Strategic Minds: The Game Theory of Cooperation, Coordination and Collaboration

The purpose of the course is to look at various models and dilemmas that underlie cooperative decision making. We will delve into the philosophical underpinnings of strategic interactions, analyzing the rational choices individuals make in collaborative scenarios. Why does altruism make sense in a society of self-interested agents? How do we end up following social norms? And what is the point of dress-codes and other conventions? This is the glue that keeps societies together.

Through a blend of lectures, practical applications and live discussions, students will gain insight into how game theory can illuminate ethical considerations and social dynamics. The course aims to equip students with a nuanced understanding of cooperation, rationality and strategic reasoning within the framework of game theory.


Week 1 (April 15, 2024)

We started out by introducing ourselves, followed by a breakdown of the logistics of the course. [pdf]

We then got our first glimpse of game theory, by playing a variant of the Guess-2/3-Of-the-Average game.

This was followed by a lecture on the problem of cooperation. [pdf]

Week 2 (April 22, 2024)

This was a lecture on basic concepts of game theory: what a game in normal form is, the Prisoner’s Dilemma, (pure) Nash equilibria, Pareto optimality. [pdf]

We also played the Trust Game and discussed notions that are not captured by the basic formalism of game theory, e.g., trust and gratitude.

Week 3 (April 29, 2024)

We talked about mixed Nash equilibria and Evolutionarily Stable Strategies (ESSs). Even more trouble for cooperation. [pdf]

Also, check out this TED talk by Colin Camerer to see, among other things, how chimpanzees are better at randomizing than humans.

Week 4 (May 6, 2024)

Games in extensive form, and the repeated Prisoner’s Dilemma. We got our first positive result regarding cooperation using the infinitely repeated version of the game. Though it is debatable how optimistic the outlook here really is: do we really want to rely on Grim Trigger to motivate cooperation? [pdf]

Also, The Ultimatum Game: how will you share your chocolates with everyone else? The answer might surprise you!

Week 5 (May 13, 2024)

We go deeper into the world of repeated games: Axelrod’s tournament and Tit-For-Tat supremacy. Zimin presents Axelrod (1980) and Section 5.2 of Nowak (2006), see below.

Week 6 (May 20, 2024)

Public holiday, no lecture.

Week 7 (May 27, 2024)

We talk about direct reciprocity: Trivers (1971) and Dugatkin (2020). [pdf]

Week 8 (June 3, 2024)

We talk about indirect reciprocity: Alexander (1987) and Nowak & Sigmund (1998). [pdf]


  1. Trivers, R. L. (1971). The Evolution of Reciprocal Altruism. The Quarterly Review of Biology, 46(1), 35–57.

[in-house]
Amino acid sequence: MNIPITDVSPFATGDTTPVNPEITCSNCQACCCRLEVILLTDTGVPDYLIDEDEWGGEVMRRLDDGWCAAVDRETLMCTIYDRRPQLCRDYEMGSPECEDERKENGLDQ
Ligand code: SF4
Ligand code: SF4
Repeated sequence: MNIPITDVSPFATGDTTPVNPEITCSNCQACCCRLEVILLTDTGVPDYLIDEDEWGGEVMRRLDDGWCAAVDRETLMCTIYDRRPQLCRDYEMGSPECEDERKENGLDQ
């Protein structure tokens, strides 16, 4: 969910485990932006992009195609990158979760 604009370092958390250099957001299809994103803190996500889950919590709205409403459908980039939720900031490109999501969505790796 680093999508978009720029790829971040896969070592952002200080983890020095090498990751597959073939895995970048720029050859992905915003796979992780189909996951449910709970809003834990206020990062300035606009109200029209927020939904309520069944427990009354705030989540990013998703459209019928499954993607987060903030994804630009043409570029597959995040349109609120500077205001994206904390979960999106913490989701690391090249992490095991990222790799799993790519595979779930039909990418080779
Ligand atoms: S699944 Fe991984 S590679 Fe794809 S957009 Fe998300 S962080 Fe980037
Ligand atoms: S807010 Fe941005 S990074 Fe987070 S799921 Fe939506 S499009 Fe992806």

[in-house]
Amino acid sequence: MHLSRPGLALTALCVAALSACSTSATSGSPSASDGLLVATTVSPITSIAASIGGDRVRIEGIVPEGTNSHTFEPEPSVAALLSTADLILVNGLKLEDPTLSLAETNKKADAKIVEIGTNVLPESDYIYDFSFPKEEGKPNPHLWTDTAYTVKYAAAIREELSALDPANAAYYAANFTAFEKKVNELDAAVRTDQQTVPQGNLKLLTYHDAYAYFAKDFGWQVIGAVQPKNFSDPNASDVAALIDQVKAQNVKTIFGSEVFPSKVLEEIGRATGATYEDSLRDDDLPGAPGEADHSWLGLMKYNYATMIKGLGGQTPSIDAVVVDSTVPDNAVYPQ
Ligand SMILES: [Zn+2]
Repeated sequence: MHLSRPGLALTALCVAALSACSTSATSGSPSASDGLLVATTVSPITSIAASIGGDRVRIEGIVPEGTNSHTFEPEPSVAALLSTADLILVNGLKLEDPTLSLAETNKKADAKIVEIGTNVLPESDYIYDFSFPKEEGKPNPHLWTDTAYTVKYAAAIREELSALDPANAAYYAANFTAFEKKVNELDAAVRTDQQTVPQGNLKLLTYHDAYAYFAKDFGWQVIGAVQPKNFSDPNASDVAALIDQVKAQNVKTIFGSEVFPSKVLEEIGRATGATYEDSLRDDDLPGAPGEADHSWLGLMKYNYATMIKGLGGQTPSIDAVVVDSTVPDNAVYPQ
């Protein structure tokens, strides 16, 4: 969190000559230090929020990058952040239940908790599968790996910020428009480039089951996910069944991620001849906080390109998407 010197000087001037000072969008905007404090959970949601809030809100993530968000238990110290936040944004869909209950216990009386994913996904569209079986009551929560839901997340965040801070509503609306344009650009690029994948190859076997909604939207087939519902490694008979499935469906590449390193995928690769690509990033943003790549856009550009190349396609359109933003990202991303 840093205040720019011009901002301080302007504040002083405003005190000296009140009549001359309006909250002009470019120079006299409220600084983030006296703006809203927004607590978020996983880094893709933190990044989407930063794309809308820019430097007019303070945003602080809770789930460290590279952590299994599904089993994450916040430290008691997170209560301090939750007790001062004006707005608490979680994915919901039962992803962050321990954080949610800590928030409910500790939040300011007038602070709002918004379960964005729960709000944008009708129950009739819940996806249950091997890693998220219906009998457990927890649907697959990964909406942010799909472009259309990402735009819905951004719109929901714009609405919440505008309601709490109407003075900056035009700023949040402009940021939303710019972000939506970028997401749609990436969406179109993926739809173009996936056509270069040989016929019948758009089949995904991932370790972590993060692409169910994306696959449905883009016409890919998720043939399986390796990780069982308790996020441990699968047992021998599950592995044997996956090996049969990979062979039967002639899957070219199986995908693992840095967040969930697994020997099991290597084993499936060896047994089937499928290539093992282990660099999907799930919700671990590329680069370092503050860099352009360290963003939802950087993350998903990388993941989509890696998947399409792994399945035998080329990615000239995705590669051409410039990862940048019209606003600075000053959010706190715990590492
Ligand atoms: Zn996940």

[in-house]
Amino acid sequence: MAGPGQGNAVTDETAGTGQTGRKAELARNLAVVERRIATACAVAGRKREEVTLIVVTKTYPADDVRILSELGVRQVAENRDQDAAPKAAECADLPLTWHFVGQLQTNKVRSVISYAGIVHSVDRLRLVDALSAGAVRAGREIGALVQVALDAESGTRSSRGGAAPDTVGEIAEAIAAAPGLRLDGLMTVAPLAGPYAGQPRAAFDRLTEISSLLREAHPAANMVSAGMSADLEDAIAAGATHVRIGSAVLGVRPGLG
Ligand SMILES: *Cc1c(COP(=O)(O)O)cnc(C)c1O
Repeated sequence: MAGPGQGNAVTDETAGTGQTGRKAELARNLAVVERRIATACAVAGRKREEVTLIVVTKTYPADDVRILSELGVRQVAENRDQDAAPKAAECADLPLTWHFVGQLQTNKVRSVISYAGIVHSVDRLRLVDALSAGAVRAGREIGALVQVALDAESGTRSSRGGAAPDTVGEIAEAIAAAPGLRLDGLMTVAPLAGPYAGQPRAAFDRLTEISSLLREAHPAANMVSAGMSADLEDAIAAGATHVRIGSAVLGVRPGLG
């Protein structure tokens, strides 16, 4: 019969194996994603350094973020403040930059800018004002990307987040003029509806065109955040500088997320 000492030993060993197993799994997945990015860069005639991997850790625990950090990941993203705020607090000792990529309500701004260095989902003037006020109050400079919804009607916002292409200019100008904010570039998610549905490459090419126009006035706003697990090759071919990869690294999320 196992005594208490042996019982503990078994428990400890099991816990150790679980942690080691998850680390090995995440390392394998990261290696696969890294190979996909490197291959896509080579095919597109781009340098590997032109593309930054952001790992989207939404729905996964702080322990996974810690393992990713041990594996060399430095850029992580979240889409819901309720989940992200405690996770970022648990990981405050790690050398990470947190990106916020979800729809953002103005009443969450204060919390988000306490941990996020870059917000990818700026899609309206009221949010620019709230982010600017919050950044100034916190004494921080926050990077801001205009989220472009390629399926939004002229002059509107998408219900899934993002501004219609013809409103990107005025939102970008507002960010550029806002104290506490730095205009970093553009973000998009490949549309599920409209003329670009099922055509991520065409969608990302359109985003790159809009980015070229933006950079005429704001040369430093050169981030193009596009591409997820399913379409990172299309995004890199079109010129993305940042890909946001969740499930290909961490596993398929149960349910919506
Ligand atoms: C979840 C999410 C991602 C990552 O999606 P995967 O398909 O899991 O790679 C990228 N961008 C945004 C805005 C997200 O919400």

2. Axelrod, R. (1980). Effective Choice in the Prisoner’s Dilemma. The Journal of Conflict Resolution, 24(1), 3–25.
  3. Alexander, R. (1987). The Biology of Moral Systems (Chapter 2). Transaction Publishers.
  4. Nowak, M. A., & Sigmund, K. (1998). Evolution of indirect reciprocity by image scoring. Nature, 393(6685), 573–577.
  5. Fehr, E., & Gächter, S. (2002). Altruistic punishment in humans. Nature, 415(6868), 137–140.
  6. Dietz, T., Ostrom, E., & Stern, P. C. (2003). The struggle to govern the commons. Science, 302(5652), 1907–1912.
  7. Fehr, E., & Fischbacher, U. (2004). Social norms and human cooperation. Trends in Cognitive Sciences, 8(4), 185–190.
  8. Nowak, M. A., & Sigmund, K. (2005). Evolution of indirect reciprocity. Nature, 437(7063), 1291–1298.
  9. Nowak, M. A. (2006). Five rules for the evolution of cooperation. Science, 314(5805), 1560–1563.
  10. Nowak, M. A. (2006). Evolutionary Dynamics: Exploring the Equations of Life. Harvard University Press.
  11. Axelrod, R. (2006). The Evolution of Cooperation: Revised Edition. Basic Books.
  12. West, S. A., Griffin, A. S., & Gardner, A. (2007). Social semantics: altruism, cooperation, mutualism, strong reciprocity and group selection. Journal of Evolutionary Biology, 20(2), 415–432.
  13. West, S. A., El Mouden, C., & Gardner, A. (2011). Sixteen common misconceptions about the evolution of cooperation in humans. Evolution and Human Behavior, 32(4), 231–262.
  14. Rand, D. G., & Nowak, M. A. (2013). Human cooperation. Trends in Cognitive Sciences, 17(8), 413–425.
  15. Tomasello, M., & Vaish, A. (2013). Origins of human cooperation and morality. Annual Review of Psychology, 64, 231–255.
  16. Dugatkin, L. A. (2020). Principles of Animal Behavior, 4th Edition (Chapter 9). The University of Chicago Press.
  17. Henrich, J., & Muthukrishna, M. (2021). The Origins and Psychology of Human Cooperation. Annual Review of Psychology, 72, 207–240.
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